As Ron Midyett becomes chairman of the United Fresh Produce Association, he senses the moment for immigration reform may finally be here.
“We’ve been poised and prepared to jump when the timing is right,” said Midyett, chief executive officer for Guadalupe, Calif.-based Apio Inc.
“It appears that’s now. We’ll be jumping on immigration, and beyond that really focusing on the issues of advocacy and education that are most important to United members.”
The November presidential election may have broken the deadlock on immigration.
“The Republicans got it handed to them,” Midyett said.
“They are stepping back and looking at the demographics. I think they’re saying, ‘Immigration is an issue that perhaps we’re not on the right side of.’ I think they see it as an issue both sides can agree on and move forward.”
Tom Stenzel, president and chief executive officer of United Fresh Produce Association, cautiously agrees.
“You’ve got a different political situation where both liberals and conservatives seem to understand it’s time to get something done,” Stenzel said.
Officials were finalizing immigration reform legislation the week of April 15, which would mandate use of the E-Verify system and outline how undocumented agricultural workers could obtain legal status. Officials were also outlining a new guest worker visa program for agricultural jobs.
The Senate Judiciary Committee was scheduled to begin a hearing on the bill April 17, but the hearing was postponed until April 19.
The 17-page summary released by Sens. John McCain, R-Ariz., and Charles Schumer, D-N.Y., describes a five-year phase-in period for the E-Verify program. For agricultural employers, the phase-in period would be four years.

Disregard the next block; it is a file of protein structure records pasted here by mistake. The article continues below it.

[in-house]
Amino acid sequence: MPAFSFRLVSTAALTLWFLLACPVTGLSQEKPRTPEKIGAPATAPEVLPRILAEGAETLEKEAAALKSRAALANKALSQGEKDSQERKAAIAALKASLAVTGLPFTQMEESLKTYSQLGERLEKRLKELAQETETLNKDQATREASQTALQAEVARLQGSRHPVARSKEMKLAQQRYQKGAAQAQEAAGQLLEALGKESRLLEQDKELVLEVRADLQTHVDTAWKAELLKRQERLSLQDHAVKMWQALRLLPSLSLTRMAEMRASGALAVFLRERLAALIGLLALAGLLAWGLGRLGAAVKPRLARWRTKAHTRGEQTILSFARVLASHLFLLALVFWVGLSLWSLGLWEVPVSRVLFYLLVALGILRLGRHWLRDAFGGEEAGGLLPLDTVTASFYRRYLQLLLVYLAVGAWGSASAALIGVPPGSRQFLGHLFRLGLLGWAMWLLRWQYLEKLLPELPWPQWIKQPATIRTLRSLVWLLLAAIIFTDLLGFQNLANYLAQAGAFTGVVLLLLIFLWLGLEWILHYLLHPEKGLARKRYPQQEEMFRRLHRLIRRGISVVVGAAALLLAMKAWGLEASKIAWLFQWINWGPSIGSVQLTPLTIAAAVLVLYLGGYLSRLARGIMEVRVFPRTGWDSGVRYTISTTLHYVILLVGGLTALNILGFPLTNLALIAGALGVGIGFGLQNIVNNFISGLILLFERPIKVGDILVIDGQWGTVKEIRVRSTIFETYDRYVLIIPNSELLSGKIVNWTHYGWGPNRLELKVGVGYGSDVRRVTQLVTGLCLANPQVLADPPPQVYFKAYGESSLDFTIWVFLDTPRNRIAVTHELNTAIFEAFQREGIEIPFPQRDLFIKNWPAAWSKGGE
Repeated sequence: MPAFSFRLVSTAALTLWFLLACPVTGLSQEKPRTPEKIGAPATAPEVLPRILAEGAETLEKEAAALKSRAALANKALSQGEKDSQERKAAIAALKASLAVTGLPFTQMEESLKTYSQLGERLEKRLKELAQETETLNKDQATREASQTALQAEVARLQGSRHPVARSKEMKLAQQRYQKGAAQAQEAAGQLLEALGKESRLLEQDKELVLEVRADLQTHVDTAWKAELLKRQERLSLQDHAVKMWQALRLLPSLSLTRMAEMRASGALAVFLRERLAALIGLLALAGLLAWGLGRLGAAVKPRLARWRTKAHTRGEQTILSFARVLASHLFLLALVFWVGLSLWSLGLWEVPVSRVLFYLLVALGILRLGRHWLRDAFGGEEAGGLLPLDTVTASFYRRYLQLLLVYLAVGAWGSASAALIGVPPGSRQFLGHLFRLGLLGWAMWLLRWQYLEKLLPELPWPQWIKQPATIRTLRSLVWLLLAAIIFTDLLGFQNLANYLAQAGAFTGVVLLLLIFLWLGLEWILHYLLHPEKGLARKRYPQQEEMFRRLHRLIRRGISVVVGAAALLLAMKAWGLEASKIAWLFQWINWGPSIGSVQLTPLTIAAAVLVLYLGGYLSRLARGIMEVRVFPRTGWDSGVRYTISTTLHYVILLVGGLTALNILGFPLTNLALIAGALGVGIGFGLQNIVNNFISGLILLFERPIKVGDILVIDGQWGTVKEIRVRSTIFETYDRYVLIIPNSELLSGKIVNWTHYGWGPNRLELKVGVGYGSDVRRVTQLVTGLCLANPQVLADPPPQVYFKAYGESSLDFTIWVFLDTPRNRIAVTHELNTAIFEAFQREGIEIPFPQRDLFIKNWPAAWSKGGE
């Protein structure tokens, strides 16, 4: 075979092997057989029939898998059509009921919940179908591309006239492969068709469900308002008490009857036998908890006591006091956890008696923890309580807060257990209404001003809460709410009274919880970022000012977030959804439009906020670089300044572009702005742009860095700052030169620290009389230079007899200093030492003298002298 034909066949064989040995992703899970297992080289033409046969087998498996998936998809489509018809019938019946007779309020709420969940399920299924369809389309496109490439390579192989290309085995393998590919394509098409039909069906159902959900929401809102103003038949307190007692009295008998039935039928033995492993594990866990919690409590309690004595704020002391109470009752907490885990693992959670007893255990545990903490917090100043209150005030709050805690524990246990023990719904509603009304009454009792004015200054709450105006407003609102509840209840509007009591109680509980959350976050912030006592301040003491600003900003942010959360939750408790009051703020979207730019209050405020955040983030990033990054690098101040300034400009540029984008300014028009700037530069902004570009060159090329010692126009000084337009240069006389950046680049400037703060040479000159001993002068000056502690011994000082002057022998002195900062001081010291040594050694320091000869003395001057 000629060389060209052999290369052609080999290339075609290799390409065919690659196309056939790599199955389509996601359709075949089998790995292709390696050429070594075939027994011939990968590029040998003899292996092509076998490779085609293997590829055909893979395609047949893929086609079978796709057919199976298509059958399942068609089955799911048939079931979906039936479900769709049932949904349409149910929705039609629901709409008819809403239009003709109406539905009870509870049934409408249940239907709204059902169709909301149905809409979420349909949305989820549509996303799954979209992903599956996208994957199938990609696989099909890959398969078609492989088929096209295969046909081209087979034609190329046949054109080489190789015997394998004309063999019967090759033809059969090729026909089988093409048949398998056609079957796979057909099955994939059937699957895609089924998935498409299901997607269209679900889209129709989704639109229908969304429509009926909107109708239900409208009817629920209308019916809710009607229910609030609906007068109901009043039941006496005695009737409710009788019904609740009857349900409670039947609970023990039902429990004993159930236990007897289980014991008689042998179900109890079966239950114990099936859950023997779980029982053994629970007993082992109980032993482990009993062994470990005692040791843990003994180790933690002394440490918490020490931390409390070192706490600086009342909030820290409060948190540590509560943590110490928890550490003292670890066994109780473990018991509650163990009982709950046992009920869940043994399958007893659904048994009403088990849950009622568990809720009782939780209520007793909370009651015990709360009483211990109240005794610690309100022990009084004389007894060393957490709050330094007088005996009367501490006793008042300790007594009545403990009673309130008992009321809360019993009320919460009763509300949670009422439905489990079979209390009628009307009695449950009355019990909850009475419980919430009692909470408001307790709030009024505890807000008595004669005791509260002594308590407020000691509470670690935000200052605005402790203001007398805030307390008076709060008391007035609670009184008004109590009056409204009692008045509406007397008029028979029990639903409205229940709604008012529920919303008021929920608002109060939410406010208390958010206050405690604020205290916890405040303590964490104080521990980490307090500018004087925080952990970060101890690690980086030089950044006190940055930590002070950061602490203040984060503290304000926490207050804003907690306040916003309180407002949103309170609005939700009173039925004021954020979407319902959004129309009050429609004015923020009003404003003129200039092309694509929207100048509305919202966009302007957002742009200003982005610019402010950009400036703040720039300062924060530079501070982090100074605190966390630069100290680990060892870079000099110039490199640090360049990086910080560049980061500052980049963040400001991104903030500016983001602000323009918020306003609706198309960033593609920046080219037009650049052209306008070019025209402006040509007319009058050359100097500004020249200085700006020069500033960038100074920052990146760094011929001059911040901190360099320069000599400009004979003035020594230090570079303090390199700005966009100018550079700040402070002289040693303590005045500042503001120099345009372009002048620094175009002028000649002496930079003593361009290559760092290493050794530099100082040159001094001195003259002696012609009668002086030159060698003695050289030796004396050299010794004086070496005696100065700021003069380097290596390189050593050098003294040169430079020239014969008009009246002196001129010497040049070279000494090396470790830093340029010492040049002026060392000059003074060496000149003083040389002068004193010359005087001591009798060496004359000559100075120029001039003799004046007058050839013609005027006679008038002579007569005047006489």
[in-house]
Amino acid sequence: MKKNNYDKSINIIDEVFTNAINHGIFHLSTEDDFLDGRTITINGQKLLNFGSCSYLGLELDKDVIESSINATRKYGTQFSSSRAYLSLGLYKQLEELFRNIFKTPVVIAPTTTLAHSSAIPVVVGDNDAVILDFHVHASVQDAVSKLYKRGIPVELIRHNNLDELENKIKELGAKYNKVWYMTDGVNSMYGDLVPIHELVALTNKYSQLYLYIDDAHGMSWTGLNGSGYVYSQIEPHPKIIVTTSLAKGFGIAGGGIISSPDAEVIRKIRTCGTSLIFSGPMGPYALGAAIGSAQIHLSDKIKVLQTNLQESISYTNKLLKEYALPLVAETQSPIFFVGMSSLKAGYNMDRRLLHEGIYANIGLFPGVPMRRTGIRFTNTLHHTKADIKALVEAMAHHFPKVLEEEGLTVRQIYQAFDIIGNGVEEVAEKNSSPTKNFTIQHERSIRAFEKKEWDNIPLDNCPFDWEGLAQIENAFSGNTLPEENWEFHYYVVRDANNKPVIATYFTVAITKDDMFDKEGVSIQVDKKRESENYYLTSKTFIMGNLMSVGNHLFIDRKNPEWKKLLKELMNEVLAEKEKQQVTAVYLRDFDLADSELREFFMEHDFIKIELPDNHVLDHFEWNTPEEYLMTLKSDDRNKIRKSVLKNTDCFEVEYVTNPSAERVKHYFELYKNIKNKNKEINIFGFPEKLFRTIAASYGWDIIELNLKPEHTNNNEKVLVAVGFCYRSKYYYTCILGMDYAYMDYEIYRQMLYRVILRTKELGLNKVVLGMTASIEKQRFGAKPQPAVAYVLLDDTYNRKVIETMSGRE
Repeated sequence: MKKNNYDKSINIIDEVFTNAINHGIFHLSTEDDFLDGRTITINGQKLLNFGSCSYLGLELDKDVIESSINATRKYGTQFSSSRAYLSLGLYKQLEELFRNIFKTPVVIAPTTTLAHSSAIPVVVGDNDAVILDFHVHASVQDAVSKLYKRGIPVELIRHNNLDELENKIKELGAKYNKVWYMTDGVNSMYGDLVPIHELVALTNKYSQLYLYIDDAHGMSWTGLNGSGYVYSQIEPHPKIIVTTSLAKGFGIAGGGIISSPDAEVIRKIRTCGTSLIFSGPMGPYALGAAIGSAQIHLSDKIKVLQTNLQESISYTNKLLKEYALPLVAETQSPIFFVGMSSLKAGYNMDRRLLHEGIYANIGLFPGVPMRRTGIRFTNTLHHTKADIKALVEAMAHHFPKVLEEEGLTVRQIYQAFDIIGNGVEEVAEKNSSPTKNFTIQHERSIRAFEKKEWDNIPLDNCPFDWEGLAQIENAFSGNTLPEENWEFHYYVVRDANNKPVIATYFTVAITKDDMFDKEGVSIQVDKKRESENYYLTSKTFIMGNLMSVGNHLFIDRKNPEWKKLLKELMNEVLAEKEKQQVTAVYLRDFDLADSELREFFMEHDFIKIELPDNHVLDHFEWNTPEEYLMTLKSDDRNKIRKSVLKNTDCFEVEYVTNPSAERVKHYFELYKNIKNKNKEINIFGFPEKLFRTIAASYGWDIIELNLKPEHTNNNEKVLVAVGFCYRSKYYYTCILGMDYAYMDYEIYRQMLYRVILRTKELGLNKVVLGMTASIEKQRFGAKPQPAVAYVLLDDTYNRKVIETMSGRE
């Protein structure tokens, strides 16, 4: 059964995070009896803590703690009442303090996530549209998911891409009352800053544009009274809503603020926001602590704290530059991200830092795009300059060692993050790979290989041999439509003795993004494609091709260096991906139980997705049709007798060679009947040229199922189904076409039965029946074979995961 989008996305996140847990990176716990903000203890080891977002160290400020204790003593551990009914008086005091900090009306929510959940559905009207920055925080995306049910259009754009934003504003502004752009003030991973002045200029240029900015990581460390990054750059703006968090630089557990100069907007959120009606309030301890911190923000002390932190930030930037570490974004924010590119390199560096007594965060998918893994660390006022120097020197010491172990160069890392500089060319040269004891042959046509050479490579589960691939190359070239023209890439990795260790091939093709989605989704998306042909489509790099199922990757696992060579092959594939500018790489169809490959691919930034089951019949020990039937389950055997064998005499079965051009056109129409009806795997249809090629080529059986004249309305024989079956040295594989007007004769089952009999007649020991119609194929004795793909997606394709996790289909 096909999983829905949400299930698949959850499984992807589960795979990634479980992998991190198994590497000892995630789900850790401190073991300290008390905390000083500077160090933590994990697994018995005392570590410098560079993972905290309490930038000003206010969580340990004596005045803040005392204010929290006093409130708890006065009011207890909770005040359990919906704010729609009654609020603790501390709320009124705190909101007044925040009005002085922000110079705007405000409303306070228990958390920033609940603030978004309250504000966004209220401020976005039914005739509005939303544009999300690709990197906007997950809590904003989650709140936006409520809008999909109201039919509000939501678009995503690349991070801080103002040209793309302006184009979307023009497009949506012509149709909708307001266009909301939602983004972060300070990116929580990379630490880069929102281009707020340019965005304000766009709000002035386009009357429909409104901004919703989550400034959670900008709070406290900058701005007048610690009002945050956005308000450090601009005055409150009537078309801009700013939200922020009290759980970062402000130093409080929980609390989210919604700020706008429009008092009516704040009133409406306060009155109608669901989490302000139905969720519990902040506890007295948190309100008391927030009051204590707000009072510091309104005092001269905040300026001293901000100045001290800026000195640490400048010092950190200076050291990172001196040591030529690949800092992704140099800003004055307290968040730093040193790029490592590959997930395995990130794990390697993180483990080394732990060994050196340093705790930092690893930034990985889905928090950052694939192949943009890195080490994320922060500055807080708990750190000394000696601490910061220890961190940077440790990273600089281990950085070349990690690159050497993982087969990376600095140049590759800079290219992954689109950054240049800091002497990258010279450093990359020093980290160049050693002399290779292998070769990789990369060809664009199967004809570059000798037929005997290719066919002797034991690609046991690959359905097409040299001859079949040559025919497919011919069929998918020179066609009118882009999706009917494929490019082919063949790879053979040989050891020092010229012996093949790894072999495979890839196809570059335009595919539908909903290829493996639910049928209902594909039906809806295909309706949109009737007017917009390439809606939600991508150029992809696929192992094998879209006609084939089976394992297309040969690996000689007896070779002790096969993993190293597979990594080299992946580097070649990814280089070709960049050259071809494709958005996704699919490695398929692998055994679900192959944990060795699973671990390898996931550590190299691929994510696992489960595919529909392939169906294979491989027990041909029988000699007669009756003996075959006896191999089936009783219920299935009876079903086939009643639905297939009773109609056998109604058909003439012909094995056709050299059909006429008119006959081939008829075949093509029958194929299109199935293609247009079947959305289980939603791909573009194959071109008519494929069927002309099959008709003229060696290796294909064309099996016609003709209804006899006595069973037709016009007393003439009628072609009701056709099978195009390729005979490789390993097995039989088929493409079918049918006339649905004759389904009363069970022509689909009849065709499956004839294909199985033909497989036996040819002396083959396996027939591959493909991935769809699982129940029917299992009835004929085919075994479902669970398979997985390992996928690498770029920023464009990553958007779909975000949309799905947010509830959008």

This spring as Midyett prepared to lead its board, United Fresh was drafting public comments on the Food Safety Modernization Act.
Keeping members informed and involved as the rules move toward a final form is a high priority for the new chairman.
His experience at Apio already put Midyett in touch with a cross section of the supply chain.
“Apio’s business is in fresh-cut processing, yet I depend on the growing community for all my raw products and we enjoy relationships with distributors, wholesalers, retailers and foodservice operators,” he said.
United Fresh’s attention to the breadth of the supply chain is most evident, Midyett said, in the market segment boards the trade group has put in place in recent years.
They include separate boards for grower-shippers, fresh-cut processors, wholesalers and distributors, and retail and foodservice.
“The original four have been so successful that we’re about to launch two new market boards, one focusing on produce marketing and the second on finance and human resources issues within the produce industry,” he said March 28.
Midyett is a graduate of United Fresh’s Produce Industry Leadership Class 6, 12 years ago.
He joined the United board in 2008 when he became vice chairman of the association’s newly established Fresh-Cut Processor Board.
He later was chairman of that board and then went on to serve as treasurer on the United board.